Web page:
Brennan, Angela; Hanks, Ephraim M.; Merkle, Jerod A.; Cole, Eric K.; Dewey, Sarah R.; Courtemanch, Alyson B.; Cross, Paul C.
Brennan, A, EM Hanks, JA Merkle, EK Cole, SR Dewey, AB Courtemanch, and PC Cross. 2018. Examining speed versus selection in connectivity models using elk migration as an example. Landscape Ecology. 00:000-000

Year Published: 2018

Ecological genomics predicts climate vulnerability in an endangered southwestern songbird

Few regions have been more severely impacted by climate change in the USA than the Desert Southwest. Here, we use ecological genomics to assess the potential for adaptation to rising global temperatures in a widespread songbird, the willow flycatcher (Empidonax traillii), and find the endangered desert southwestern subspecies (E. t. extimus) most...

Ruegg, Kristin; Bay, Rachael A.; Anderson, Eric C.; Saracco, James F.; Harrigan, Ryan J.; Whitfield, Mary J.; Paxton, Eben H.; Smith, Thomas B.
Ruegg, K., R. A. Bay, E. C. Anderson, J. F. Saracco, R. J. Harrigan, M. Whitfield, E. H. Paxton, and T. B. Smith. 2018. Ecological genomics predicts climate vulnerability in an endangered southwestern songbird. Ecology Letters 21:1085–1096. Available: https://doi.org/10.1111/ele.12977

Year Published: 2018

Ecosystems science: Genes to landscapes

Bountiful fisheries, healthy and resilient wildlife, flourishing forests and vibrant grasslands are coveted resources that benefit all Americans. U.S. Geological Survey (USGS) science supports the conservation and management of the Nation’s fish and wildlife, and the landscapes they inhabit. Our biological resources—ecosystems and the wild things...

Attribution: Ecosystems
U.S. Geological Survey, 2018, Ecosystems science--Genes to landscapes: U.S. Geological Survey Fact Sheet 2018-3030, 4 p., https://doi.org/10.3133/fs20183030.

Year Published: 2018

Characterization of Plasmodium relictum, a cosmopolitan agent of avian malaria

BackgroundMicroscopic research has shown that Plasmodium relictum is the most common agent of avian malaria. Recent molecular studies confirmed this conclusion and identified several mtDNA lineages, suggesting the existence of significant intra-species genetic variation or cryptic speciation. Most identified lineages have a broad range...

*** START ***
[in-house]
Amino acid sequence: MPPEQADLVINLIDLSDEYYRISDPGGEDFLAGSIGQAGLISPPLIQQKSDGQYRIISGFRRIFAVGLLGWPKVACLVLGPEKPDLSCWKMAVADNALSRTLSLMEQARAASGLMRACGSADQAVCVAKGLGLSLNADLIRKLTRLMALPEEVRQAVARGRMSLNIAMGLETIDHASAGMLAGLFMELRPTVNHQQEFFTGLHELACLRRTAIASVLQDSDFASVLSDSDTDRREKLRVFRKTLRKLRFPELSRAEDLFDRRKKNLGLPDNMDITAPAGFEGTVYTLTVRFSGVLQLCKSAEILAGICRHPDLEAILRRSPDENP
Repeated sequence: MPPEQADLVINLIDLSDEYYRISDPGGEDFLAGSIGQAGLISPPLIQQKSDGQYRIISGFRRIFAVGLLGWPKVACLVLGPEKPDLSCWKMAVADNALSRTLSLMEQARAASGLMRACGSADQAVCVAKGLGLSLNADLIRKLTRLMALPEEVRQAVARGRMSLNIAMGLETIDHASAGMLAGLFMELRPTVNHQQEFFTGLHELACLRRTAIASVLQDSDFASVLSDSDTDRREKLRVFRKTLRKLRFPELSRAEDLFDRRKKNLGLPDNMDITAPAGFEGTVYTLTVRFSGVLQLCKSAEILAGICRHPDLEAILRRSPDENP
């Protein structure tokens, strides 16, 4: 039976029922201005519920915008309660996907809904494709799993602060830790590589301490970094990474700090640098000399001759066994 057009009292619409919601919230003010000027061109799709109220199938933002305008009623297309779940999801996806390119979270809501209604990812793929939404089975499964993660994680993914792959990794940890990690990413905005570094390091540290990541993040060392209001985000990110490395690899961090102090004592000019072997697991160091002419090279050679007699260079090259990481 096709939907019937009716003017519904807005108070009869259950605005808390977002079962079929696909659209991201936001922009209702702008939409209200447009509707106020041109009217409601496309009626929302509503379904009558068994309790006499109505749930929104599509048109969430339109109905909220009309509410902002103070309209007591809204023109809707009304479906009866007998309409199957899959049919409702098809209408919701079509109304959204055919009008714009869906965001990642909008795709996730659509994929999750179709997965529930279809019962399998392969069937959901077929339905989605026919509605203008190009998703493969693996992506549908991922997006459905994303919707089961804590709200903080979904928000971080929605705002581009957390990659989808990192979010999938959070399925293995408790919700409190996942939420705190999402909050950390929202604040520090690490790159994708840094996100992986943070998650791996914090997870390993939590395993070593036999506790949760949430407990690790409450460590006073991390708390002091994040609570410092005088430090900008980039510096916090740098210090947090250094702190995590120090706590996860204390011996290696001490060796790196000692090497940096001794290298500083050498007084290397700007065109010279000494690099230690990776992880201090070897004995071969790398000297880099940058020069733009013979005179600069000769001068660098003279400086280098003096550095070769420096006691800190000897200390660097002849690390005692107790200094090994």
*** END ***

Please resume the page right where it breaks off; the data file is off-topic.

Valkiunas, Gediminas; Ilgūnas, Mikas; Bukauskaitė, Dovilė; Fragner, Karin; Weissenböck, Herbert; Atkinson, Carter T.; Iezhova, Tatjana
Valkiūnas, G., M. Ilgūnas, D. Bukauskaitė, K. Fragner, H. Weissenböck, C. T. Atkinson, and T. A. Iezhova. 2018. Characterization of Plasmodium relictum, a cosmopolitan agent of avian malaria. Malaria Journal 17:184.

Year Published: 2018

Co‐occurrence dynamics of endangered Lower Keys marsh rabbits and free‐ranging domestic cats: Prey responses to an exotic predator removal program

The Lower Keys marsh rabbit (Sylvilagus palustris hefneri) is one of many endangered endemic species of the Florida Keys. The main threats are habitat loss and fragmentation from sea‐level rise, development, and habitat succession. Exotic predators such as free‐ranging domestic cats (Felis catus) pose an additional threat to these endangered small...

Cove, Michael V.; Gardner, Beth; Simons, Theodore R.; O'Connell, Allan F.

Filter Total Items: 621
Sea Lamprey Larvae on White Background
December 31, 2017

Sea Lamprey Larvae on White Background

This image shows a sea lamprey in its larvae phase.

Slower sea lamprey growth rates during the larval phase of development may increase the odds of sea lampreys becoming male, according to a USGS study. Sea lampreys are an invasive, parasitic species of fish damaging the Great Lakes.

...
Hibernating little brown bat
December 31, 2017

Hibernating little brown bat

little brown bat (Myotis lucifugus) with white-nose syndrome hibernating in a Virginia cave during late spring of 2016. Patches of the fungus that causes white-nose syndrome can be seen growing out of the skin (white areas) near the nose and across the folded wing skin of this bat.  Spherical drops of water condensation coat the bat's outer fur, a

...
Corallimorph infestation on coral reef
December 31, 2017

Corallimorph infestation on coral reef

Coral reefs are prone to phase shifts where they quickly transition from coral-dominated to a uniformity of other organisms, typically algae. The Palmyra Atoll National Wildlife Refuge in the Central Pacific is a unique case where a transition from corals to corallimorphs occurred. Corallimorphs are a type of invasive

...
Image from a remote camera placed in a golden eagle nest in the Mojave Desert.  The parent is feed the chick a snake.
December 31, 2017

Image from a remote camera placed in a golden eagle nest in the Mojave

Image from a remote camera placed in a golden eagle nest in the Mojave Desert.  The parent is feed the chick a snake.  

Sea Lamprey Larvae in Hand 2
December 31, 2017

Sea Lamprey Larvae in Hand 2

This image shows sea lampreys in their larvae phase.

Slower sea lamprey growth rates during the larval phase of development may increase the odds of sea lampreys becoming male, according to a USGS study. Sea lampreys are an invasive, parasitic species of fish damaging the Great Lakes.

...
November 30, 2017

2017 Nov. Pub. Lecture—Sea Otters: Confessions of a Keystone Carnivore

  • Sea otters are perhaps the best-known example of a "keystone predator".
  • Sea otter behavior -- in particular diet specialization and limited mobility -- can mediate their effects on ecosystem dynamics.